It seems however that Christopher's parents, Steve and Jan Jenkins, were never quite satisfied with the efforts of the Minneapolis PD, and had hired a private investigator named Chuck Loesch and utilised the services of both psychics and search dogs in the quest for their son. Neither did they accept the conclusion reached by the Minneapolis PD following the discovery of their son's body, as they were convinced that there was indeed foul play involved. They eventually established that some hair had been found clutched in Christopher Jenkins's hand when he was pulled from the water, and this, together with other inconsistencies in the accidental drowning theory convinced the Minneapolis PD to change its mind. On the 20th November 2006 they apologised and announced that they were now treating the death as a homicide and had re-opened the case. However although the Minneapolis PD claimed to have found an eyewitness and developed a suspect, no charges were forthcoming, and the case remained unsolved.

That was that, until the spring of 2008 when a journalist named Kristi Piehl working for KSTP-TV Channel 5 Eyewitness News in Minneapolis, reported on the connection between the death of Christopher Jenkins and all the other 'accidental' drownings. She had apparently been in contact with the Jenkins family for some time, and was therefore no doubt aware of the fact that they were already convinced that their son's death was linked to other similar cases, or as Chris Jenkins had put it, "Someone is taking these kids when they're vulnerable and premeditatedly making them go missing". Naturally Gannon and Duartre had contacted the Jenkins family and shared their findings, and they in turn it seemed willingly accepted that Christopher Jenkins was simply yet another victim of the Smiley Face Gang. This was essentially the story that Kristi Piehl outlined when the results of her investigation were broadcast in two parts on the 24th and 25th April 2008, when the convenient label of the Smiley Face Murders generated some considerable interest in the national media, with the result that both Gannon and Duartre found themselves on Good Morning America on the 28th April 2008.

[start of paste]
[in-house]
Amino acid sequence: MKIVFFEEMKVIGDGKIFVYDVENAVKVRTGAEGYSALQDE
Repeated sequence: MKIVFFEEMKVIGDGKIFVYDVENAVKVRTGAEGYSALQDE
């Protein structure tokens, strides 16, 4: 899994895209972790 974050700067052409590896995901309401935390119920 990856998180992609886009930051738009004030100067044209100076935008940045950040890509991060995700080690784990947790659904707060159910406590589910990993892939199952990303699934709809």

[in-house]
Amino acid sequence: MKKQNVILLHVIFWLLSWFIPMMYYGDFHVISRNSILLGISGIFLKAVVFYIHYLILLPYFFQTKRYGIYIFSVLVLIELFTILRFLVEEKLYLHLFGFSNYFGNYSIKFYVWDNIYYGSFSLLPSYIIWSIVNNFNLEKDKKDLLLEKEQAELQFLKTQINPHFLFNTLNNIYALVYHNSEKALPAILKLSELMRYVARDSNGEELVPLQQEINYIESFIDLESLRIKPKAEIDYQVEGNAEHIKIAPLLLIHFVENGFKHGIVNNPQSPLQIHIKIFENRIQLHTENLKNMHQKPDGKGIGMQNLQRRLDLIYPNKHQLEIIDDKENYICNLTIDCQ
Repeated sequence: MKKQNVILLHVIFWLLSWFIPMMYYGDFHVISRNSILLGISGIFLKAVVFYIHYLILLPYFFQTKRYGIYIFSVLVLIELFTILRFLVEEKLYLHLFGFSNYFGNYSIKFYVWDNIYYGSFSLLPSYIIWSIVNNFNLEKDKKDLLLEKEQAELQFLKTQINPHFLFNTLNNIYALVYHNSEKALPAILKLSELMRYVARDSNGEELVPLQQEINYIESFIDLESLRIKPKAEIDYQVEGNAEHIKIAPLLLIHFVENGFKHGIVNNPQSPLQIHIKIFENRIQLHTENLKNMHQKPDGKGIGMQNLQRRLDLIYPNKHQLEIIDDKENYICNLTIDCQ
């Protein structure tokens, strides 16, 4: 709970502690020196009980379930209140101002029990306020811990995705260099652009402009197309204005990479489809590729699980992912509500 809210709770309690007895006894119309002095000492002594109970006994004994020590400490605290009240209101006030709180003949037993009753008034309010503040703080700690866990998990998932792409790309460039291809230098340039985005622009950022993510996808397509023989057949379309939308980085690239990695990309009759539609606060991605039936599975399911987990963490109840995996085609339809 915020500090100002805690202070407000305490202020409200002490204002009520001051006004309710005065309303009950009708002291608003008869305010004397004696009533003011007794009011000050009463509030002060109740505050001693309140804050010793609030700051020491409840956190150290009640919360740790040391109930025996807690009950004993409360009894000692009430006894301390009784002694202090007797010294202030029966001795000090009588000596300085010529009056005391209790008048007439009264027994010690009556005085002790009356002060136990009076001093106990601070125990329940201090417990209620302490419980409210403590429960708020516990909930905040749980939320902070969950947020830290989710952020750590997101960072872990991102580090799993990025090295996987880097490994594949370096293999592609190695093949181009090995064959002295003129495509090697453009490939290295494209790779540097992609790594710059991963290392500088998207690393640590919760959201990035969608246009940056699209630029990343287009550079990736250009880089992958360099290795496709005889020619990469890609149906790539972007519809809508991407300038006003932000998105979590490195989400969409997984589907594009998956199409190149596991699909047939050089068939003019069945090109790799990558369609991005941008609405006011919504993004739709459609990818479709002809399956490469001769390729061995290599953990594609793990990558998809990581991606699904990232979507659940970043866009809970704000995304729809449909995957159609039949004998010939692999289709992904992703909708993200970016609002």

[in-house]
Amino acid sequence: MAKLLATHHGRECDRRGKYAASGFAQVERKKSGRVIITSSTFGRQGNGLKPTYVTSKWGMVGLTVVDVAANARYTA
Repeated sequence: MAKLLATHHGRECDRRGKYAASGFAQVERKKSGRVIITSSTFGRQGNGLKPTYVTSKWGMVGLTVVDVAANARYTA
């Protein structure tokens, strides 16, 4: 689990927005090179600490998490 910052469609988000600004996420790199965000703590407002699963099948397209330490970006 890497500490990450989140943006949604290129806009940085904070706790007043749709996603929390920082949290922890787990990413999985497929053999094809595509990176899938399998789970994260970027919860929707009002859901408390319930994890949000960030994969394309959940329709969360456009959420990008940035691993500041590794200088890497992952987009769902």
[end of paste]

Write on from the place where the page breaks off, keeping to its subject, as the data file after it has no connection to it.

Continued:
Gannon and Duartre advanced the hypothesis that the victims were in each case incapacitated in some way, possibly with the so-called 'date rape drug' GHB, and then dumped in the nearest river and left to drown. They also claimed to have uncovered an informant who had links with the gang responsible, and to have established a motive for the killings, although they declined to give any further information about either.

Of course bearing in mind that in most cases the bodies were not found for weeks or months after the individuals had first gone missing, most if not all of the forensic evidence had been washed away, and therefore there was little in the way of hard evidence to link any of these individual cases beyond the prima facie similarity of the circumstances of their deaths. The connecting evidence amounted to nothing more than the co-incidence of the smiley face graffiti found at various locations by the two former detectives. Although they did also refer to one case in Michigan, where they had found the word 'Sinsiniwa' amongst what they regarded as the group's graffiti, which it was said provided a link with another case where the body was recovered close to Sinsiniwa Avenue in Dubuque, Iowa, whilst they additionally claimed that some examples of the graffiti they had found included the nicknames of people who were members of this alleged group of serial killers.